Jeffrey D. Burnette and David Wick, Rochester Institute of Technology, and Jason Younker, University of Oregon
Statistical Termination or Fewer Self-Identified Students: What Is Causing the Decline in American Indian and Alaska Native College Enrollments?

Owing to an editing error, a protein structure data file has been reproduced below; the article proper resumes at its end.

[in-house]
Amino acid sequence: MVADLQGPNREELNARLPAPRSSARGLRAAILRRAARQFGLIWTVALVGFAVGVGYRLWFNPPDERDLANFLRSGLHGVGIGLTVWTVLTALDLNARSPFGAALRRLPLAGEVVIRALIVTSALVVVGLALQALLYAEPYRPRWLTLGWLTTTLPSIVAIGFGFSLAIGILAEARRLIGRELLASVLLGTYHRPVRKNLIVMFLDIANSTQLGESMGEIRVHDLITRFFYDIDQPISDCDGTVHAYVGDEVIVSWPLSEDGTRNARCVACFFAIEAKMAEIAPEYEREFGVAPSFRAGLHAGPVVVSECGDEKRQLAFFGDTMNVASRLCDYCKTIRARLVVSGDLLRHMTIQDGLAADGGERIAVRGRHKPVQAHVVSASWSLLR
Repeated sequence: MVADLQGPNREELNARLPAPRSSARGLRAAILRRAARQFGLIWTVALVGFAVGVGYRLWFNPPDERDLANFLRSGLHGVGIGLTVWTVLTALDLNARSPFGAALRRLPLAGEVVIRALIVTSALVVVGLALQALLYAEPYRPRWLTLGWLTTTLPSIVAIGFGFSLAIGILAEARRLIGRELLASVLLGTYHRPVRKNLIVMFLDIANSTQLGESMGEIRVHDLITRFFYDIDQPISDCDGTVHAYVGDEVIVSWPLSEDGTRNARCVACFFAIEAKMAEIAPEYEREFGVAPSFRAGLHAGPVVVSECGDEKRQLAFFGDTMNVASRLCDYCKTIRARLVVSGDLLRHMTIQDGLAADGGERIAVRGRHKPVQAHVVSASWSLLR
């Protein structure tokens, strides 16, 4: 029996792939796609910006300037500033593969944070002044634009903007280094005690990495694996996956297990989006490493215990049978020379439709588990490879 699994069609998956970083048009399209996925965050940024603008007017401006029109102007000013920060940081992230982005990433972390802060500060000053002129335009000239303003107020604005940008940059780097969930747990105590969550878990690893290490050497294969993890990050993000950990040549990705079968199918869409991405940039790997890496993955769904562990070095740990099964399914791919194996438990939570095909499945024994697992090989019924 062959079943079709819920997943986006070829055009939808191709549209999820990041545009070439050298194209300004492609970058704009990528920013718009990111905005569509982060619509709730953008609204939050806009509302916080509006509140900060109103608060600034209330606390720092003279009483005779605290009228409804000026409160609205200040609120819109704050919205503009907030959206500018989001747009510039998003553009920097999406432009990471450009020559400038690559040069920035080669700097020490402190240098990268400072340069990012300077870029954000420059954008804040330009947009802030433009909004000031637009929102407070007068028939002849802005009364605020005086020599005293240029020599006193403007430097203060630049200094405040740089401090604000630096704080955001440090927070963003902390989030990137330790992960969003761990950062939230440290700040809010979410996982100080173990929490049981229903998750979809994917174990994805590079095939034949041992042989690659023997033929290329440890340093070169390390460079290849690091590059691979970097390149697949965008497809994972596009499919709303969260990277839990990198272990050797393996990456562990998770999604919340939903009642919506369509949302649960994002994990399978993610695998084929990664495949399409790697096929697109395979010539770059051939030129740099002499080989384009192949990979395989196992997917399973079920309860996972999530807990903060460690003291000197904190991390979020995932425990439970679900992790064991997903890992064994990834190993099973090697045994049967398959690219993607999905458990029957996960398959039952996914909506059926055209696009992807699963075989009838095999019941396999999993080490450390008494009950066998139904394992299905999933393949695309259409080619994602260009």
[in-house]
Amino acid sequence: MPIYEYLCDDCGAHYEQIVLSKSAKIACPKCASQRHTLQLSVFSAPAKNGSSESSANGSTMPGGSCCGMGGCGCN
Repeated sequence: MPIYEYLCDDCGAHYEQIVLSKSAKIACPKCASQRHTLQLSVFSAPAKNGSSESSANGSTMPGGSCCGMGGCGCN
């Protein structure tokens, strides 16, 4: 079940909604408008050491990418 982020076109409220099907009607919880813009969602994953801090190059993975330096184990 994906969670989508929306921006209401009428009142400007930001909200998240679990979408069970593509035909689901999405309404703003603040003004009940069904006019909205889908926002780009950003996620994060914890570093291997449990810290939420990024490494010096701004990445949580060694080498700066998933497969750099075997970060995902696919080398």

The total number and percentage of American Indian and Alaska Native (AIAN) college students reported by the Integrated Postsecondary Education Data System (IPEDS) has declined every year since 2010. At present, there are 29% fewer undergraduates and 23% fewer graduate students than there were in 2009. At the same time, the U.S. Department of Education mandated that all institutions in higher education change the way they collect and tabulate data for IPEDS. Burnette, Younker, and Wick use data from the American Community Survey to serve as a counterfactual for IPEDS data and investigate if the decline in enrollments is due to fewer AIAN students attending college or a change in how their information is tabulated. They find that the change in methodology used to collect and report racial and ethnic data has led to the underreporting of AIAN college students overall as well as their percentage of the student body. The researchers estimate the current undercount of undergraduate and graduate AIAN students to be approximately 30% of their 2016 IPEDS reported total.